The language of food
Food was the glue in our suburb. The great equaliser. It became the universal language that effortlessly bridged any gaps created by cultural differences. With each lunchbox treat or shared meal, a dialogue unfolded, nurturing my insatiable sense of wonder and desire for unity. The plastic-covered chairs and tables, unfamiliar yet inviting, bore witness to food masterpieces that expanded my culinary horizons week after week. There were exotic broths made with chicken feet, vibrant chilli and passata. I experienced mouthwatering moussaka for the first time, and Varenyky too, along with delicate filo parcels filled with spinach and feta. I became the human embodiment of the phrase “eyes bigger than your stomach.” Given the frequency with which I lobbed on the doorstep of my new neighbourhood families, usually peering past my host into their kitchen, I should be able to speak half a dozen languages. Sadly, I cannot. As part of their generosity and desire to make me welcome, rather than have me try and understand their mother tongue, they forewent yet another familiar element of their lives and communicated with me using every last word of English they knew.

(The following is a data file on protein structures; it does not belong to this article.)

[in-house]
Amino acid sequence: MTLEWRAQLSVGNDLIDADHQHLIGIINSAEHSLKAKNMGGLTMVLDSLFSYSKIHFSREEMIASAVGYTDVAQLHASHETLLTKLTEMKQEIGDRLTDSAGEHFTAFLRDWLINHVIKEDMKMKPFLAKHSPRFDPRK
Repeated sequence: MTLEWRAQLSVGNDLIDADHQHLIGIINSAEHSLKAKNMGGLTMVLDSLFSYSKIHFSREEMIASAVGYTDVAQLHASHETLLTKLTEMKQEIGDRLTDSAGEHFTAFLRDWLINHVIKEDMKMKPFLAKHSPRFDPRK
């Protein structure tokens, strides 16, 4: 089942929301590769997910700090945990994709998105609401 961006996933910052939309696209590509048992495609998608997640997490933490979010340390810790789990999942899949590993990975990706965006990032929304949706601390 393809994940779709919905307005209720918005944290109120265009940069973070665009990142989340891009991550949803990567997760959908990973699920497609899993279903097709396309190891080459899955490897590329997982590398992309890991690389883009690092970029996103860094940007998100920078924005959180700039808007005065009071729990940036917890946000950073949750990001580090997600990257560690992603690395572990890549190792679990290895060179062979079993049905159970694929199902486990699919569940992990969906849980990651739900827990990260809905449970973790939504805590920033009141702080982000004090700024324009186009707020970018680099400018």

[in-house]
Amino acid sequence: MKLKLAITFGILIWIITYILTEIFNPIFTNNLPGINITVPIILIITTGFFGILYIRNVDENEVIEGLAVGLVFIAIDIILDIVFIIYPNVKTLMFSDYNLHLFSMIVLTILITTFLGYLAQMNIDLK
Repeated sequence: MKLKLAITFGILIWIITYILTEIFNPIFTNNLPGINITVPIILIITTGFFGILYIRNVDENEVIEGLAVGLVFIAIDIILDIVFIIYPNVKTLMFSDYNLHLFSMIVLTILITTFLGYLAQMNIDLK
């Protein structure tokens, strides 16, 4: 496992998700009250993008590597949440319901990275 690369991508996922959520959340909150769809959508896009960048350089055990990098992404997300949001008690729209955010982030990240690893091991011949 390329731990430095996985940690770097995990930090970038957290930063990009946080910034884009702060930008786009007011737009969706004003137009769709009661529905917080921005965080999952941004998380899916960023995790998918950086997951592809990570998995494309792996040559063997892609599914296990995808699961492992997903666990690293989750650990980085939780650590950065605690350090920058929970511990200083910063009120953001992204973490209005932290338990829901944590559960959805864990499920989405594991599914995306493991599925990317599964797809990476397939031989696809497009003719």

Even as a child immersed in this cultural mosaic, I often contemplated the immense bravery of those who left their homelands, armed with little more than resilience and hope. The process of adapting to a foreign country, navigating language barriers, and finding a sense of belonging is a daunting task. Yet, immigrants have repeatedly demonstrated extraordinary levels of strength and resourcefulness. They are often forced to rebuild their lives from scratch, discovering new ingredients, learning new customs, and reshaping their identities.